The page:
Stocks drop; JG Summit, Globe slip


The stock market fell Thursday on profit taking and rising COVID-19 cases in the country, after some areas in Metro Manila resorted to granular lockdowns to contain the infection.

The Philippine Stock Exchange Index dropped 89.14 points, 1.3 percent, to 6,719.18 on a value turnover of P8.6 billion. Gainers, however, beat losers, 120 to 112, with 39 issues unchanged.

JG Summit Holdings Inc. of the Gokongwei Group declined 3.4 percent to P62.70, while SM Investments Corp. of the Sy Group was down 2.6 percent to P1,030.

Globe Telecom Inc., the second-biggest mobile phone company, shed 2.5 percent to P1,968, but DITO CME Holdings Inc., the third major telecommunications firm, rallied 16.7 percent to P10.50.

The rest of Asian and European markets ticked higher Thursday as inflation concerns eased, allowing investors to focus on the global recovery and progress in fighting the coronavirus pandemic.

Investors were given a positive lead from Wall Street, where the Dow ended at a new record, helped by news that Joe Biden’s stimulus had cleared its last hurdle in Congress, as expected, meaning he can sign it into law before the weekend, pumping almost $2 trillion into the economy.

Asian markets were positive Thursday, taking their lead from Wall Street, as well as a third straight record in Frankfurt and a one-year high for Paris.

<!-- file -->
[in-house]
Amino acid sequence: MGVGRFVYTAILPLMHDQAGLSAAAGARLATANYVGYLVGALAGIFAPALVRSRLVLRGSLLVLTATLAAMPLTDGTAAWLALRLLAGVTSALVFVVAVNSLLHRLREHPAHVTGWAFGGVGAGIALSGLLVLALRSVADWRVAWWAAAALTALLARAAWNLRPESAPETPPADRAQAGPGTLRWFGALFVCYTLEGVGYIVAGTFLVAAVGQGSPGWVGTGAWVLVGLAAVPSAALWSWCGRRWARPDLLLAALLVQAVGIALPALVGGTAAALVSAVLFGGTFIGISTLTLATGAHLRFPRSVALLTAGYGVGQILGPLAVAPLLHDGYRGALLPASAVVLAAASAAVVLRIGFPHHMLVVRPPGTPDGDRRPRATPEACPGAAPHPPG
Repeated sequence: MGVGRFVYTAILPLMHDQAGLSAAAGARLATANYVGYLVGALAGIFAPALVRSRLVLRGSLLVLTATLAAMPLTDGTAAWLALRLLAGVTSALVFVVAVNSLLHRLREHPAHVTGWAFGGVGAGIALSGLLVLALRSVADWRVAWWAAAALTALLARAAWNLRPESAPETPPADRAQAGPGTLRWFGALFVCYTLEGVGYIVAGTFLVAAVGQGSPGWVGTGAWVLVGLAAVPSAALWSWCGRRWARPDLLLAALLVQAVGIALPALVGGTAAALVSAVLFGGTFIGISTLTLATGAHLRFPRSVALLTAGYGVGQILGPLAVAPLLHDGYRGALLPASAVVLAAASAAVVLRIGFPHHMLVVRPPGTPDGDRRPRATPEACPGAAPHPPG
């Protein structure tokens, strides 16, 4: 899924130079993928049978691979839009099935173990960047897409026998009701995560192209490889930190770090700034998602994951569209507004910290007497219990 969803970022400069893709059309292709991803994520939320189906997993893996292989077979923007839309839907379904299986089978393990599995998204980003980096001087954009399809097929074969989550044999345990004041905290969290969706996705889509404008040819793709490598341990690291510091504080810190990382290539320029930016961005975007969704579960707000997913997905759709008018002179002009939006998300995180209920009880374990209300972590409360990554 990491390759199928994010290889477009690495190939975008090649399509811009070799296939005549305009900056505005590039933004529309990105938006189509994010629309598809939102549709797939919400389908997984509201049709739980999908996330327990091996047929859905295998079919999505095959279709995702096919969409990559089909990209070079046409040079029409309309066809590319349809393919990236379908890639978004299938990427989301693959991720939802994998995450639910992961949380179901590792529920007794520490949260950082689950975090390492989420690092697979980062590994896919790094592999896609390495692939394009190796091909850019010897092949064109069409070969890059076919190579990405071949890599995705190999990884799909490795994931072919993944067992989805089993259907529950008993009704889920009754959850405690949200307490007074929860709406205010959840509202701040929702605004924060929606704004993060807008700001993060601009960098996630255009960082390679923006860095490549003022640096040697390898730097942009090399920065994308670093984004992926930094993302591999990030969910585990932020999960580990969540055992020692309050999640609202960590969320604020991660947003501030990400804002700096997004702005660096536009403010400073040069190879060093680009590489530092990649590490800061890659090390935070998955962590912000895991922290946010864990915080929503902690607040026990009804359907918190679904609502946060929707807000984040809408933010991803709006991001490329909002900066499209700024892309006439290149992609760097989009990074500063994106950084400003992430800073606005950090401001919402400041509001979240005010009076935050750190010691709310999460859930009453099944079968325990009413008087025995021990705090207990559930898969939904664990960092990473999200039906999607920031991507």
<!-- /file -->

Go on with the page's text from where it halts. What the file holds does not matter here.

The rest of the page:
Hong Kong rose more than one percent with Taipei, Shanghai jumped more than two percent and Seoul 1.9 percent. Tokyo, Singapore, Wellington and Bangkok also rose, while Sydney was barely moved.

Hopes for an improvement in China-US relations were also given a lift by news that top Washington and Beijing officials will meet for their first talks next week.

Fears that a strong rebound in world growth this year will cause a surge in inflation that forces the Federal Reserve and other central banks to wind back their ultra-loose monetary policies—including record-low interest rates—have fueled a sell-off across risk assets in recent months.

But data Wednesday showing US prices rose slightly less than expected in February soothed those concerns, with the main diver of the increases being food and energy costs.

That came as a closely watched auction of benchmark US 10-year Treasuries went off without any problems with the notes selling at a yield broadly in line with expectations.

Worries about a surge in inflation have lifted US yields to around one-year highs, while a weak sale of seven-year bonds sparked a stock market sell-off. Yields rise as prices fall.

“For now there is nothing for the inflationistas to ring the alarm, while at the same time it provides the Fed plenty of breathing space” ahead of its meeting next week, said National Australia Bank’s Rodrigo Catril.

The inflation data “suggests the music will keep playing for some time, with the Fed not even close to pondering the option of watering down the punchbowl.”

He said the consumer price index will naturally jump next month owing to the low base effect from last year. With AFP

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